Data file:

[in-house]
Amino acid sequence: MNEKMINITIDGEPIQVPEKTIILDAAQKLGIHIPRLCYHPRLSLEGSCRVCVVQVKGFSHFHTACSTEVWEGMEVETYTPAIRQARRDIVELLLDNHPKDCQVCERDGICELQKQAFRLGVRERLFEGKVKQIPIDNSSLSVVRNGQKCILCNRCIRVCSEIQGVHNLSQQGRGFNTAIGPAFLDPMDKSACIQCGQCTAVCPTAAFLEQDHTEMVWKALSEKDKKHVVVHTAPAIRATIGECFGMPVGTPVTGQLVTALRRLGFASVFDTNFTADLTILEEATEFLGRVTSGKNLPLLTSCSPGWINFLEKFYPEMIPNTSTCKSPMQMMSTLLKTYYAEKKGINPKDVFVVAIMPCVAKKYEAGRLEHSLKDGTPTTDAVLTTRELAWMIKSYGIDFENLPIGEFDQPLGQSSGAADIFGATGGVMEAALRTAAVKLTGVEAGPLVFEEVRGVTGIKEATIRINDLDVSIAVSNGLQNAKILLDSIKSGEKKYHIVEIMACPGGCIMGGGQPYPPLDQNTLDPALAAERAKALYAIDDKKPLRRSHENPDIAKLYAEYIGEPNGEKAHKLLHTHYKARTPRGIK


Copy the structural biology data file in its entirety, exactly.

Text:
[in-house]
Amino acid sequence: MNEKMINITIDGEPIQVPEKTIILDAAQKLGIHIPRLCYHPRLSLEGSCRVCVVQVKGFSHFHTACSTEVWEGMEVETYTPAIRQARRDIVELLLDNHPKDCQVCERDGICELQKQAFRLGVRERLFEGKVKQIPIDNSSLSVVRNGQKCILCNRCIRVCSEIQGVHNLSQQGRGFNTAIGPAFLDPMDKSACIQCGQCTAVCPTAAFLEQDHTEMVWKALSEKDKKHVVVHTAPAIRATIGECFGMPVGTPVTGQLVTALRRLGFASVFDTNFTADLTILEEATEFLGRVTSGKNLPLLTSCSPGWINFLEKFYPEMIPNTSTCKSPMQMMSTLLKTYYAEKKGINPKDVFVVAIMPCVAKKYEAGRLEHSLKDGTPTTDAVLTTRELAWMIKSYGIDFENLPIGEFDQPLGQSSGAADIFGATGGVMEAALRTAAVKLTGVEAGPLVFEEVRGVTGIKEATIRINDLDVSIAVSNGLQNAKILLDSIKSGEKKYHIVEIMACPGGCIMGGGQPYPPLDQNTLDPALAAERAKALYAIDDKKPLRRSHENPDIAKLYAEYIGEPNGEKAHKLLHTHYKARTPRGIK